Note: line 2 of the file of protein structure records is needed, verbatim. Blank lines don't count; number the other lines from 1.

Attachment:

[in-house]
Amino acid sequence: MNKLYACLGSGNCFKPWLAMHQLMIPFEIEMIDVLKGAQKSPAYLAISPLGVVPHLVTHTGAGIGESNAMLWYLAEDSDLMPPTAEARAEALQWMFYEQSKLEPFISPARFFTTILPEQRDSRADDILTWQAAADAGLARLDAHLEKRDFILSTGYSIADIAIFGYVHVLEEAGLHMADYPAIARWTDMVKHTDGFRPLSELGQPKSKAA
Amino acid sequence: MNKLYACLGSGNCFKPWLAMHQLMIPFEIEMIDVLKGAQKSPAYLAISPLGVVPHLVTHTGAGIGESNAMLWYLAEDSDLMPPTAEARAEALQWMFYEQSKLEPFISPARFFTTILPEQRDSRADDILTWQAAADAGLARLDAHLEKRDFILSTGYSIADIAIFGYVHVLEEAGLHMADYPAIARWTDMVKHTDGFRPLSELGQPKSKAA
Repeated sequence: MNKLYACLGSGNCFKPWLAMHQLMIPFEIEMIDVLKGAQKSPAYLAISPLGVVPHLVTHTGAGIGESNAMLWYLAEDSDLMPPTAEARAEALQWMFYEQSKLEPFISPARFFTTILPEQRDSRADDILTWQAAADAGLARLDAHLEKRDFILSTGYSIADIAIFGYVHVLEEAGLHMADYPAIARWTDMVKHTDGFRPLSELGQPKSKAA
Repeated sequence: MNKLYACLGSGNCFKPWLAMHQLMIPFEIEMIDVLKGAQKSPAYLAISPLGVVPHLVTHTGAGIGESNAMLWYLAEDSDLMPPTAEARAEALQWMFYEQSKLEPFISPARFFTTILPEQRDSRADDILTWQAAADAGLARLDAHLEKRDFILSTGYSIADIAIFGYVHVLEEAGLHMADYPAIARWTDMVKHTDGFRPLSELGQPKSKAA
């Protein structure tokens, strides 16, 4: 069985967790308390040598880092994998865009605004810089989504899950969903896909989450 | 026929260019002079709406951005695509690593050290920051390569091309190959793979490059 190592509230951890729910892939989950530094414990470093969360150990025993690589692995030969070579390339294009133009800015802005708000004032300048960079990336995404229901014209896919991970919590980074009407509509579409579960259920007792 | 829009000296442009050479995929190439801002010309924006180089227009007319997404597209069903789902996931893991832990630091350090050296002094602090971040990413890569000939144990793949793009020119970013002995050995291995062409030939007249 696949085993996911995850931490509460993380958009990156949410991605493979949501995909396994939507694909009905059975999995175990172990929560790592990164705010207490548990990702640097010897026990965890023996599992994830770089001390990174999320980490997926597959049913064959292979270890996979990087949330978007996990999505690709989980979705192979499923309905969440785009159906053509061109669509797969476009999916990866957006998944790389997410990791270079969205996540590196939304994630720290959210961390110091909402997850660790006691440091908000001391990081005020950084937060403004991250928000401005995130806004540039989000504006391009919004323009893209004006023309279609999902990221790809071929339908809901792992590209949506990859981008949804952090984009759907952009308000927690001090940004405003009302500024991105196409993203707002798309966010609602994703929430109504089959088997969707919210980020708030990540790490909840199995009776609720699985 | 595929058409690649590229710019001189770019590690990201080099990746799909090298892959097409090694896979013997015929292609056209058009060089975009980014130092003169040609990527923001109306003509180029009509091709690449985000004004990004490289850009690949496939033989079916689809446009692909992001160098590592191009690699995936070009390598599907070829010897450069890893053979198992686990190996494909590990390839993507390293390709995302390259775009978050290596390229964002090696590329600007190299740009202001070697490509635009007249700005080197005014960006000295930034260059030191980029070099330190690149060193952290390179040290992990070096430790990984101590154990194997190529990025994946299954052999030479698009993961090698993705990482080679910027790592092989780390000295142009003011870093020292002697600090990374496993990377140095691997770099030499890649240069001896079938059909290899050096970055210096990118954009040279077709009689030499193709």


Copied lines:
Amino acid sequence: MNKLYACLGSGNCFKPWLAMHQLMIPFEIEMIDVLKGAQKSPAYLAISPLGVVPHLVTHTGAGIGESNAMLWYLAEDSDLMPPTAEARAEALQWMFYEQSKLEPFISPARFFTTILPEQRDSRADDILTWQAAADAGLARLDAHLEKRDFILSTGYSIADIAIFGYVHVLEEAGLHMADYPAIARWTDMVKHTDGFRPLSELGQPKSKAA